Name: Trevor May
Notable 2011 Stats: 3.63 ERA, 2.57 FIP, 8 HRA, 67 BB, 208 K, and 36% GB% in 151 1/3 IP with Clearwater (High-A)
Why He’s This High: May’s strikeout numbers speak for themselves: he struck out 208 batters in just 151 1/3 innings this year, and that was nothing new for the righthander–he’s put up K/9 rates of 11 or better each of the last three seasons.
May was particularly filthy in the second half of the season, when he struck out a ridiculous 120 batters in 80 2/3 innings while walking just 32. That’s a testament to the big righthander’s durability, and he projects as a workhorse thanks to his big 6’5″ frame.
May throws a 90-95 mph fastball with excellent life up in the zone, and he finishes batters off with a good hard curveball. His changeup is a solid third pitch, and the prowess of his offspeed stuff allowed him to strike out far more lefties (116) than righties (92) this year.
Why He’s This Low: May’s always had some trouble throwing strikes, and while he’s making progress in that regard, he’s still a bit wild at times. He was demoted from High-A in 2010 after walking 61 batters in 70 innings, so it ultimately took him two years to get through the level. While his 4 BB/9 rate of 2011 will play just fine as long as he’s racking up the K’s, it’s an open question as to how effective he’ll be when he faces more disciplined hitters in the upper minors. In a lot of ways, he’s similar to Gio Gonzalez, which is a rather succinct way to picture both his strengths and his weaknesses.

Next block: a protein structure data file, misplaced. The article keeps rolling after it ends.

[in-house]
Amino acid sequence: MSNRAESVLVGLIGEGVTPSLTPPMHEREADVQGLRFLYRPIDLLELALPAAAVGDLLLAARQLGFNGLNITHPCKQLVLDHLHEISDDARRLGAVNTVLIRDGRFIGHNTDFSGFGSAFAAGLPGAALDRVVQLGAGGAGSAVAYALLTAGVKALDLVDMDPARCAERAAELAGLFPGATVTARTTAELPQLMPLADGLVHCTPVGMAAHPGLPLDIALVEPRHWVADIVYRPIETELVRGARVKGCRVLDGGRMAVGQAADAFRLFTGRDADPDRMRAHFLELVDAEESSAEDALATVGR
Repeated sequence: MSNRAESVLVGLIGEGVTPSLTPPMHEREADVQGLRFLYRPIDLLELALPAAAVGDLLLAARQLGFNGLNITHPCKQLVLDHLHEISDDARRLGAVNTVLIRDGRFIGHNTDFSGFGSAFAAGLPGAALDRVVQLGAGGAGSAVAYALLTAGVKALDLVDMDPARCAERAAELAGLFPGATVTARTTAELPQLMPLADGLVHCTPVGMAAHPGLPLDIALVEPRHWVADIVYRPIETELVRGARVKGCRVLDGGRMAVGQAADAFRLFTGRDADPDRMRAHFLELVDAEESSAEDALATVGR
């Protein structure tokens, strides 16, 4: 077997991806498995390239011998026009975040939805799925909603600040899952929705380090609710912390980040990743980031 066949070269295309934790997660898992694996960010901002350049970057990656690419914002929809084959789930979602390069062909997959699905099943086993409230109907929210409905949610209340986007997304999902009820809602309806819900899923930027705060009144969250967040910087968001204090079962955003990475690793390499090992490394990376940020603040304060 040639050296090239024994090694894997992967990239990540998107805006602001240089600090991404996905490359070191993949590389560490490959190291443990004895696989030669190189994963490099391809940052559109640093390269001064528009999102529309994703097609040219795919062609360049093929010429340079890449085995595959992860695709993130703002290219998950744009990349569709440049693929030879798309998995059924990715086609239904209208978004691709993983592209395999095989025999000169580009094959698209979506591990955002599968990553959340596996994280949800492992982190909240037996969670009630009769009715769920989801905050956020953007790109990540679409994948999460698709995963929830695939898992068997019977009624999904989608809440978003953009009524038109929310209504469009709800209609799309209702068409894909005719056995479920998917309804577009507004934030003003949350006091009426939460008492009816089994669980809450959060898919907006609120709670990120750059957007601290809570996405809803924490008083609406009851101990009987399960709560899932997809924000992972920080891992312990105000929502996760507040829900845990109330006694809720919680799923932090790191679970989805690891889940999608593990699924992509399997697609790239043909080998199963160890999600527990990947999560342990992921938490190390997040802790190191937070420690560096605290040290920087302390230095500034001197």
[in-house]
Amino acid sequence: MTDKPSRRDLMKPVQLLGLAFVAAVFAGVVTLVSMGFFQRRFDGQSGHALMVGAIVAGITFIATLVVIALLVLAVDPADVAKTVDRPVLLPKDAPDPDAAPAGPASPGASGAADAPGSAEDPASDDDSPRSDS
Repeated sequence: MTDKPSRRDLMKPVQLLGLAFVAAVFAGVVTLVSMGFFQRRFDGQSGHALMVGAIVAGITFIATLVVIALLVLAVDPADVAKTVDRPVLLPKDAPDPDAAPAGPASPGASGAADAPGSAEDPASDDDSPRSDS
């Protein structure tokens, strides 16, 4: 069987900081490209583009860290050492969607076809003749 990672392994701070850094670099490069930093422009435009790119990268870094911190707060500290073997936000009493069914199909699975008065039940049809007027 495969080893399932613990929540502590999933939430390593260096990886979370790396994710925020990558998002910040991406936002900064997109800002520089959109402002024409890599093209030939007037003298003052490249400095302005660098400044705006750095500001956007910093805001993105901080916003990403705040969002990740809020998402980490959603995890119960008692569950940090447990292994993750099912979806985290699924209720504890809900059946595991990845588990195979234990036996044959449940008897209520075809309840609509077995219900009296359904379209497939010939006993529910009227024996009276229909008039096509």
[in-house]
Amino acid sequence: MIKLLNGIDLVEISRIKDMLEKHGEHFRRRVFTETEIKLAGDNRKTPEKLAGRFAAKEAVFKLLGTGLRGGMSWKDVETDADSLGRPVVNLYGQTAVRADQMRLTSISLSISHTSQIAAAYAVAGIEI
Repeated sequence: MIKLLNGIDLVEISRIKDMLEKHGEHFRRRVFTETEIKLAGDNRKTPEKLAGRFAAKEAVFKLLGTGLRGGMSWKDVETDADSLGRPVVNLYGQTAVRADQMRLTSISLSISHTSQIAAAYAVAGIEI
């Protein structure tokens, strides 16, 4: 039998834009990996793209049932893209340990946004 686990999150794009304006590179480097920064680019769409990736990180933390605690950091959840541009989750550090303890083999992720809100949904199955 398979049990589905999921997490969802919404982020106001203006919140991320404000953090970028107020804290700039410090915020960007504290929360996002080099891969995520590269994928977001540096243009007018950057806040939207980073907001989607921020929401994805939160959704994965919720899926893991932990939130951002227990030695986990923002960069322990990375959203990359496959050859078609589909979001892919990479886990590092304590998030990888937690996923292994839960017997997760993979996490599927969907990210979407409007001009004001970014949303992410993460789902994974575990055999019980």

While he’s an imposing pitcher on the mound, May collapses his back leg in his delivery, which costs him plane to the plate. As a result, he doesn’t get as many ground balls as he should, and it’ll be interesting to see what happens with his home run rate when he pitches in a more difficult environment than the Florida State League (like, say, Citizens Bank Park).
Conclusions: May reminds me rather heavily of Gonzalez, except that he’s a righthander and is considerably bigger. As with Gonzalez, the potential to be a staff ace is here thanks to the good stuff and strikeout ability, but inconsistency and command issues threaten to hold him back. To his credit, May has shown progress in overcoming his problems, but the two biggest hurdles (the jump to Double-A, and the jump to the majors) remain in front of him, so it’s impossible to give him more of an endorsement than this.
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